To determine if islet production of IL-1b was caused by the interaction of NLRP3 and TXNIP, the researchers exposed islet cells from normal mice and from mice deficient in NLRP3 or TXNIP to high glucose levels. As predicted, the protein-deficient islets made less IL-1b.
What's more, these deficient mice cleared glucose from the bloodstream quicker in response to insulin.
"Our findings predict that type 2 diabetes can be treated by inhibitors of the inflammasome or IL-1b," Tschopp said.
The good news is that these effects of NLRP3 are confined to the insulin-producing beta cells of the pancreas, so compounds to inhibit the pathway should not have systemic effects.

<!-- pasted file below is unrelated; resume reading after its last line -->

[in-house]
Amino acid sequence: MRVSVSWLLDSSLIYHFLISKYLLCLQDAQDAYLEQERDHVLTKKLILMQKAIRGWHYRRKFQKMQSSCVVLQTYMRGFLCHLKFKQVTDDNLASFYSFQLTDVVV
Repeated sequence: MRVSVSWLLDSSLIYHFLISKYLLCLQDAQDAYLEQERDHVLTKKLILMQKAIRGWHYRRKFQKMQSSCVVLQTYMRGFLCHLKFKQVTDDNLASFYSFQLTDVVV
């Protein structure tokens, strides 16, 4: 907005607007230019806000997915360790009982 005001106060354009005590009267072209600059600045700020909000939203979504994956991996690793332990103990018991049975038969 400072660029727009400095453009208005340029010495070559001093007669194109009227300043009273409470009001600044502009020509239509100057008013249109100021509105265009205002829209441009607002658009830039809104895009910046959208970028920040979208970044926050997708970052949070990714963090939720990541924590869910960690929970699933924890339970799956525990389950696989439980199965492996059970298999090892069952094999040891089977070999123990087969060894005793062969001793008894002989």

Studies in humans are already under way. According to Tschopp, "clinical studies with type 2 diabetes patients have already been initiated and the first results are again incredibly encouraging. With a single injection of IL-1b inhibitors, glucose levels in diabetes patients are highly reduced during six months. This treatment could replace the standard treatment currently used."'
There's more on type 1 and type 2 diabetes at the American Diabetes Association.
SOURCES: Jurg Tschopp, Ph.D., professor, University of Lausanne, Epalinges, Switzerland; Norma Kenyon, M.D., Martin Kleiman professor of surgery, medicine, microbiology and immunology and biomedical engineering, Diabetes Research Institute, University of Miami Miller School of Medicine; Dec. 21, 2009, online Nature Immunology
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